It is the intermediate stage that tests the mettle of the person. It is the long, fatiguing trudge out of sight of both starting-point and destination that puts the heaviest strain on heart and brain. That is precisely what Isaiah meant in the best known and most quoted of all his prophecies. He promises that, on the return from Babylon to Jerusalem, `they that wait upon the Lord shall renew their strength; they shall mount up with wings as eagles; they shall run, and not be weary; and they shall walk, and not faint.' Israel is to be released at last from her long captivity. Imagine the departure from Babylon—its fond anticipations, its rapturous ecstasies, its delirious transports! Those first steps of the journey were not trying; they were more like flying. The delighted people walked with winged feet. And the last steps—with Jerusalem actually in sight, the pilgrims actually climbing the mountains that surrounded the holy and beautiful city-what rush of noble and tender emotions would expel and banish all thought of weariness! But Isaiah is thinking of the long, long tramp between-the drag across the desert, and the march all void of music. It is with this terrible test in mind that he utters his heartening promise: 'They shall walk and not faint.' They would fly, as on wings of eagles, out of Babylon at the beginning; they would run, forgetful of fatigue, into Jerusalem at the end; but they should walk and not faint. That is life's crowning comfort. The very climax of divine grace is the grace that nerves us for the least romantic stage of the journey. Farewells and welcomes, departures and arrivals, have adjusting compensations peculiar to themselves; but it is the glory of the gospel that it has something to say to the lonely traveller on the dusty track. Religion draws nearer when romance deserts. Grace holds on when the gilt wears off.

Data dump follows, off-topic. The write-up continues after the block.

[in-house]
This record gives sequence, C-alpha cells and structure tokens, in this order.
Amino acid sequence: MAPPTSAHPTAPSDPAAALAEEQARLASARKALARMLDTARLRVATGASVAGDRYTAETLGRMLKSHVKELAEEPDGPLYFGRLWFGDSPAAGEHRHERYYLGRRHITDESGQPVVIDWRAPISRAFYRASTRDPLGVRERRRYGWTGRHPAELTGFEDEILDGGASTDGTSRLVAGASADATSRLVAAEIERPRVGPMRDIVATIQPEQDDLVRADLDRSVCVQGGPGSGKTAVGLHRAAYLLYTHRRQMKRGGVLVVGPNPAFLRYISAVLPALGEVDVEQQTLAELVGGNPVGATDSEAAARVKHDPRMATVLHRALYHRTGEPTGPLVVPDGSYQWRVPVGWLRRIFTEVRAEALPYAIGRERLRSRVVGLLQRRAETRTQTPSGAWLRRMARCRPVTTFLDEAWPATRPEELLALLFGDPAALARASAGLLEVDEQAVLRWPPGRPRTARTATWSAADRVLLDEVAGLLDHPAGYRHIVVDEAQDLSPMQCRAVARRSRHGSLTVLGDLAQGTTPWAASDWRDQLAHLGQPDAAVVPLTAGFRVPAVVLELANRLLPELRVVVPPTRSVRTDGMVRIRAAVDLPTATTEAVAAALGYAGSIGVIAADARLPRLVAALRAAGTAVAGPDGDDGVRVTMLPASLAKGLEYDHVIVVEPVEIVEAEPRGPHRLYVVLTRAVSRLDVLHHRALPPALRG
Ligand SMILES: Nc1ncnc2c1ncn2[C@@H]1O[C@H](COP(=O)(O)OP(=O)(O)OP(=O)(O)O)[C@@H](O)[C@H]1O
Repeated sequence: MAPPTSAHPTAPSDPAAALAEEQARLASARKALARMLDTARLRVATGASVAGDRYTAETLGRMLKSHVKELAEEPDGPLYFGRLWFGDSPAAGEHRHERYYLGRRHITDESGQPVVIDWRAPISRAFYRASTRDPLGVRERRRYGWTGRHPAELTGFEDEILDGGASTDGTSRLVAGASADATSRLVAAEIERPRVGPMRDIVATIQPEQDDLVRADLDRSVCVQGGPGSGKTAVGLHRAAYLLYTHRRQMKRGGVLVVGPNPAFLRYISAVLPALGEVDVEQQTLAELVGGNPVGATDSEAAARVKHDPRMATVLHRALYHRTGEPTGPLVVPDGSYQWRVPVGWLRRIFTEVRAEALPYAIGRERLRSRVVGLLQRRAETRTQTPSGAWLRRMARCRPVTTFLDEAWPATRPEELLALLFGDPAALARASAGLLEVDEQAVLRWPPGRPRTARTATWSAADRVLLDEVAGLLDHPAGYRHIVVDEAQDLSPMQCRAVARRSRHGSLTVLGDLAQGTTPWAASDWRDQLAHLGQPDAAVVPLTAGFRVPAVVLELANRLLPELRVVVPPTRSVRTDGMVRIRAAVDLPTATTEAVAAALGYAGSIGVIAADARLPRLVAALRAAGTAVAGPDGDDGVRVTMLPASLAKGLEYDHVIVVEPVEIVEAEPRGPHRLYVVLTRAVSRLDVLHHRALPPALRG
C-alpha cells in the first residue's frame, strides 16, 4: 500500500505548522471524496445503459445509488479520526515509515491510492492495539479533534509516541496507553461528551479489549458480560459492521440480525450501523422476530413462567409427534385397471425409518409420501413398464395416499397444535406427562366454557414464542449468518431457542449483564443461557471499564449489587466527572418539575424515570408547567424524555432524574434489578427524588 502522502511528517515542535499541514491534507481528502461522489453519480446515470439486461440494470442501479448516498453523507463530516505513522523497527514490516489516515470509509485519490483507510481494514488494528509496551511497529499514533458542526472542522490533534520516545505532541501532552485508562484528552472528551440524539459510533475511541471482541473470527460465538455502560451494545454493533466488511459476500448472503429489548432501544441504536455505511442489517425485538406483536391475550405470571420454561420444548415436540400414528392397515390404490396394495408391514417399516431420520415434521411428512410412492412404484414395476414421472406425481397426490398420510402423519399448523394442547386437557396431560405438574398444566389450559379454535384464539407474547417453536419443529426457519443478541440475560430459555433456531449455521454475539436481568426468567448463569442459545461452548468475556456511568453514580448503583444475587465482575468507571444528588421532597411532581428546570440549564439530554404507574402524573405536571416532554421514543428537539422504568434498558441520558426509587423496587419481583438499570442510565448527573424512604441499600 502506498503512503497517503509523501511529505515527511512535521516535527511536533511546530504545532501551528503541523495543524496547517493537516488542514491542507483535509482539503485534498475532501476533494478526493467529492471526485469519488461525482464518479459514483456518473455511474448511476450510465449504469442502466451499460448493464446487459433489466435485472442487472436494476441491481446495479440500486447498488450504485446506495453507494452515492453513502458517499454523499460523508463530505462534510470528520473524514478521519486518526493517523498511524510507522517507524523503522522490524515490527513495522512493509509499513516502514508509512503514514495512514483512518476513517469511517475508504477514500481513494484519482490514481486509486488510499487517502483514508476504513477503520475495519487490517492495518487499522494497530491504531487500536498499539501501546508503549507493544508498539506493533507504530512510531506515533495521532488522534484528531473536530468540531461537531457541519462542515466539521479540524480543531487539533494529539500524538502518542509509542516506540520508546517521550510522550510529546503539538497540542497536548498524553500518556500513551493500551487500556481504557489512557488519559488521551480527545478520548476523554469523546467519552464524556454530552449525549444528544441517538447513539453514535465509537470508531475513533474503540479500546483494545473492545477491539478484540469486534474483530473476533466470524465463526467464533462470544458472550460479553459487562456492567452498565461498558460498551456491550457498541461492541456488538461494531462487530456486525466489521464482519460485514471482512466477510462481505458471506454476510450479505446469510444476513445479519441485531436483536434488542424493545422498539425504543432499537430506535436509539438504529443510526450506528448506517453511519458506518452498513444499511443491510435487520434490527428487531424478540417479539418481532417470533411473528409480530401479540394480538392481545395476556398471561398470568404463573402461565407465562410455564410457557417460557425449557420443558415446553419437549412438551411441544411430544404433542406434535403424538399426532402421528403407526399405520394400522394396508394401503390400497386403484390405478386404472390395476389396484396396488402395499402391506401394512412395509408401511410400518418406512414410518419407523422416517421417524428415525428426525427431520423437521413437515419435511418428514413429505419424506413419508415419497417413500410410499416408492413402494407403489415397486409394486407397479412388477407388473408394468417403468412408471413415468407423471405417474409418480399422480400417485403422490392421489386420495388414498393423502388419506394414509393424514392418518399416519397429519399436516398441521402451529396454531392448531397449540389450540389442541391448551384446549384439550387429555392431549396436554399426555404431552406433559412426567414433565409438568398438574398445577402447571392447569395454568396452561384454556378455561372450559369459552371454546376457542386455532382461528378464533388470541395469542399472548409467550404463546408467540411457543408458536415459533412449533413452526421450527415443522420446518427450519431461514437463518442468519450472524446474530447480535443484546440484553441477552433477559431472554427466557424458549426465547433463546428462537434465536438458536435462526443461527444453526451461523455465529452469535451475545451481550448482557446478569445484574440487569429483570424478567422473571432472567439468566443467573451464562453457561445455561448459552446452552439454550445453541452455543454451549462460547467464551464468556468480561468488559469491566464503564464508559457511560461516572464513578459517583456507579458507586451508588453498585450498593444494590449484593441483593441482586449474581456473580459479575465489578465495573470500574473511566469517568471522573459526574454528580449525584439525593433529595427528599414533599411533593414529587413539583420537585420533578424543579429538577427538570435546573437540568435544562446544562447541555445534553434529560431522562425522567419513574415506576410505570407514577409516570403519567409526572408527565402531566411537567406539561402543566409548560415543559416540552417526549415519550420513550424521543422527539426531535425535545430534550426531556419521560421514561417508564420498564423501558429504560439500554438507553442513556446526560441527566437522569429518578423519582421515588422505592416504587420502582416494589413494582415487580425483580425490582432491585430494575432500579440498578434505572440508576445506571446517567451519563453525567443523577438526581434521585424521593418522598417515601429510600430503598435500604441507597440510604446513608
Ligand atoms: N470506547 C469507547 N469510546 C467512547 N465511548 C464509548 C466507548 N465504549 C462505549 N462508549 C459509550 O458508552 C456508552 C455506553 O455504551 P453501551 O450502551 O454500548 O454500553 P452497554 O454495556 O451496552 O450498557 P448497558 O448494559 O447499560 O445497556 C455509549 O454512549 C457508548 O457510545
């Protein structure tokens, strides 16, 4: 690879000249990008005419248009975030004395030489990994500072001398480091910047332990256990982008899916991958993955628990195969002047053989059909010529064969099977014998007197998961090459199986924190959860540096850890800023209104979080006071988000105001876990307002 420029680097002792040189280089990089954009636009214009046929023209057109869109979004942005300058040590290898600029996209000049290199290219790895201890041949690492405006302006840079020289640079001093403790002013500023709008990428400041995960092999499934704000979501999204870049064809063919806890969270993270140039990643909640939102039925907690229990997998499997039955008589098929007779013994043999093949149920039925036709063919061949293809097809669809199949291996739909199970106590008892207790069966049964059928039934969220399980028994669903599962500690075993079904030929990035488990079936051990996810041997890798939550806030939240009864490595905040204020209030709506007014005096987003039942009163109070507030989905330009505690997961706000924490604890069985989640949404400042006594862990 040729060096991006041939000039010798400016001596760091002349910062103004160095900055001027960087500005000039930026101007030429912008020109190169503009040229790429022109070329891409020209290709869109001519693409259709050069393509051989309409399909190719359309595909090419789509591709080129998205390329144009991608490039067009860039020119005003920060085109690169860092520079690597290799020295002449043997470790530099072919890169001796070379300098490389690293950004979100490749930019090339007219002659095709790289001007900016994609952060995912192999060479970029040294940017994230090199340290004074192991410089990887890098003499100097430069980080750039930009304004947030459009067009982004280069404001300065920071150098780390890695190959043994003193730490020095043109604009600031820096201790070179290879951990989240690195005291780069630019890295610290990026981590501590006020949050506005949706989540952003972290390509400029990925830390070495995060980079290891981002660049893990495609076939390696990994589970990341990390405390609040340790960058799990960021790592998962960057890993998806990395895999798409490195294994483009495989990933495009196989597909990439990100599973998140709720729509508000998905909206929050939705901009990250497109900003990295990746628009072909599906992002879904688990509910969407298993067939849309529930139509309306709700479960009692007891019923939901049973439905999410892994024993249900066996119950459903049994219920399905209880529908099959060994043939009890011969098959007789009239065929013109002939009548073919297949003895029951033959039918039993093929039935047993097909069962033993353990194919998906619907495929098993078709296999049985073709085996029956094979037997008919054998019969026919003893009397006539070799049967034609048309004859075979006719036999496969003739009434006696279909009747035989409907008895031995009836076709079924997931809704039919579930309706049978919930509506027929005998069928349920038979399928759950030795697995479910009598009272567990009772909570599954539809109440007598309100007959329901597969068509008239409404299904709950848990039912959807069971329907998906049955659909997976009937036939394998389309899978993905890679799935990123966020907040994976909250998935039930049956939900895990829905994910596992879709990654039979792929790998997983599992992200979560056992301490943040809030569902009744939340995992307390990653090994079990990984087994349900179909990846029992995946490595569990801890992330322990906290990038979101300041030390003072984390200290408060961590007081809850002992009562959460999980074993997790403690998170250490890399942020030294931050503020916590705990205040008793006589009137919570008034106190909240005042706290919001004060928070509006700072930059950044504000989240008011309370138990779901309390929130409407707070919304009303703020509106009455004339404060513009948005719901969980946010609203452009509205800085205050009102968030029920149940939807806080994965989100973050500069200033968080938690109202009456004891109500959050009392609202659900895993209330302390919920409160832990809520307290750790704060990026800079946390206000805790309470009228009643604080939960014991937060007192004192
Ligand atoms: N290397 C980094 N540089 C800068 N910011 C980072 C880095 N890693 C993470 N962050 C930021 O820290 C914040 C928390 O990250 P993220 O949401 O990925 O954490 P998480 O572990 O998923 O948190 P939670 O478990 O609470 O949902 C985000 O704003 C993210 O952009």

Two cases come to mind. I know a man whose whole delight was in his boy—a little fellow of six or so. Then, suddenly, like lamps blown out by a sudden gust, the lad's eyes failed him, and he was blind. The father was the recipient of scores of touchingly sympathetic letters. All sorts of people called. Kindly references were made in press and pulpit. The man had no idea until that moment that he had so many friends. All the world seethed to bepaying homage to his sorrow. That was the beginning. After many years the boy had been taught to interpret the world again by means of his remaining senses. There was nothing he could not do. He earned his own living, and his sightlessness seemed no real hindrance to him. That was the end. But the father told me that the strain of it all came between these two. There came a time when the postman brought no cheering letters. Friends uttered no heartening words. The world had transferred his boy's blindness into the realm of the normal and the commonplace. Nobody noticed. But in the home the little fellow staggered about, and his parents' hearts ached for him. What was to become of him? It was during those intervening years lying between the first crushing blow and the final relief that the real strain came. That was by far the worst stretch of the road.